What this means is that if I create a key pair (a public and matching private key), I can keep the private key totally to myself (ie: private) and use it to encrypt files - then give you the public key to decrypt them without compromising my private key. Why is this useful? Because ONLY the matching public key can decrypt the file. So if my public key decrypts a file - you know, absolutely, that I encrypted it. Also, if you use MY public key to encrypt a file, you can post it publically because you know only I can decrypt it with my private key.

What makes the TPM interesting is the "write-only" store. This may seem like an odd idea - memory you can only write to but not read, but in fact, the TPM's CPU can read the write-only store - so it's really only write only to the user. Why is this useful? Well, if I store my private key in it, the only thing in the world that can use it is the TPM's CPU. Since this is soldered onto my computer's motherboard, this becomes a proof of identity - that this is indeed MY and ONLY MY computer.

That's where it becomes useful for DRM. DRM is founded on the notion of identity. If I can put a key into your write-store, then I can always use that to ensure you're the person using the data. Where the rhetoric about TPM fails is that there is nothing in the TPM design or spec that obligates anyone to use it. On most computers that have TPMs, there's a switch in the BIOS that lets you turn it off.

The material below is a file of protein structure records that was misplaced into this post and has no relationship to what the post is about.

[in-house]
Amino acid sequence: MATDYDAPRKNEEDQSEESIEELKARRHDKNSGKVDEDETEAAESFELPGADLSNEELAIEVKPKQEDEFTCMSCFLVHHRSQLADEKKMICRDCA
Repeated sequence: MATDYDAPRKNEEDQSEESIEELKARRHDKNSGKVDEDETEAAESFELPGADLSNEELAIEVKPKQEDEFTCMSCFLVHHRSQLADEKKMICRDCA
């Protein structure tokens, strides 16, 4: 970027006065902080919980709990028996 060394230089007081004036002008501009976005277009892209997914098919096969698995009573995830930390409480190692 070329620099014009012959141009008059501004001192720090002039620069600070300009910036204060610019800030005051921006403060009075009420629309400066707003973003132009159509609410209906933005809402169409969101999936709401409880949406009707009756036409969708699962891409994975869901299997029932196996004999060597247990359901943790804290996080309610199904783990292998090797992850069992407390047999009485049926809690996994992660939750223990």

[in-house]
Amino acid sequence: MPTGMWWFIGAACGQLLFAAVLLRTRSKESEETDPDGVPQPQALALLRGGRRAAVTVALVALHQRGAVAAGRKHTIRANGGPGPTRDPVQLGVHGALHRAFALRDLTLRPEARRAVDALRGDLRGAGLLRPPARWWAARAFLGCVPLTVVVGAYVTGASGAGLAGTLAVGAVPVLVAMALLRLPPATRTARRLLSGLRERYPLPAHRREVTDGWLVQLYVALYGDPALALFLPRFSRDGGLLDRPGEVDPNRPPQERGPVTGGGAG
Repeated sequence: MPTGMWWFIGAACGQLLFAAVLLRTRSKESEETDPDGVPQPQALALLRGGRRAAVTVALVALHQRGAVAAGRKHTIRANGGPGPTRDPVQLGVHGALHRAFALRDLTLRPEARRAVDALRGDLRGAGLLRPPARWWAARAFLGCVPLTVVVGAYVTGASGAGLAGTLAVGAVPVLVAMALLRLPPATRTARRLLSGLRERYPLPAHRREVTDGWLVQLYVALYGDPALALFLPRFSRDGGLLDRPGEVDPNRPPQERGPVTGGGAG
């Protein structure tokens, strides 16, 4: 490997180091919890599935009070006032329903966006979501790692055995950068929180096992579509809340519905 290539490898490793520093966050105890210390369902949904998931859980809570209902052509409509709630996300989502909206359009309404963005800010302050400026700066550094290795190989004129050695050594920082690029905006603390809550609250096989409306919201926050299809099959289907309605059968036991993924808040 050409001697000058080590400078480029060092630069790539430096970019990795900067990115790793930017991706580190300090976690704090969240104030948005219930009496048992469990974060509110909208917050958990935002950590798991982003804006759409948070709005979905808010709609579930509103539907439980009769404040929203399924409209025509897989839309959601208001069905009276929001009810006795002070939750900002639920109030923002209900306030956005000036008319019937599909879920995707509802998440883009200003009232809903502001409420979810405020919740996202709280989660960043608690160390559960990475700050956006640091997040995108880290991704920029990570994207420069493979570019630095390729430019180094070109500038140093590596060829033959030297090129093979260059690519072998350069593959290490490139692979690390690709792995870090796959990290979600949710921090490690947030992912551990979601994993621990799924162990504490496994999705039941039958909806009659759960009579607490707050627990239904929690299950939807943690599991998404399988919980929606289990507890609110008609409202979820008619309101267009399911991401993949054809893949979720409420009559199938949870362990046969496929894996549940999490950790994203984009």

On the other hand, the same chip lets you create your own PKI keypair and use it to do things like real-time, highly secure hard drive encryption, or sign messages in emails, or do SSL more efficiently.

As for Macs - ALL Intel Macs come with a TPM chip and Apple uses it for OS DRM. All Macs have an Apple specific private key preinstalled into their TPM which the TPM KEXT checks against a public key to ensure that the computer is a legitimate Apple computer. This is the main reason (drivers aside) that regular PCs - even ones with a TPM - can't just run MacOS X out of the box.

More Information



Chip Information

Below is an image of the Infineon TPM from the Developers Transition Kit.

And a modified image which gives a full view of the chip:

As you can see, this chip is clearly the Infineon SLD 9630 TT1.1 or simply SLD 9630 TT1.1, which, with a simple Google search on the chip, is a "Trusted Platform Module IC", or TPM/TCPA IC (integrated circuit, aka computer chip). Infineon has a short PDF detailing the basics of its SLD 9630 chip, although it has been removed from the Infineon website. On an interesting note, the SLD 9630 is actually outdated and is no longer being advertised by Infineon. Its replacement is the SLB 9635, which is dubbed "TPM 1.2", as opposed to the "TPM 1.1" found in the SLD 9630. . . .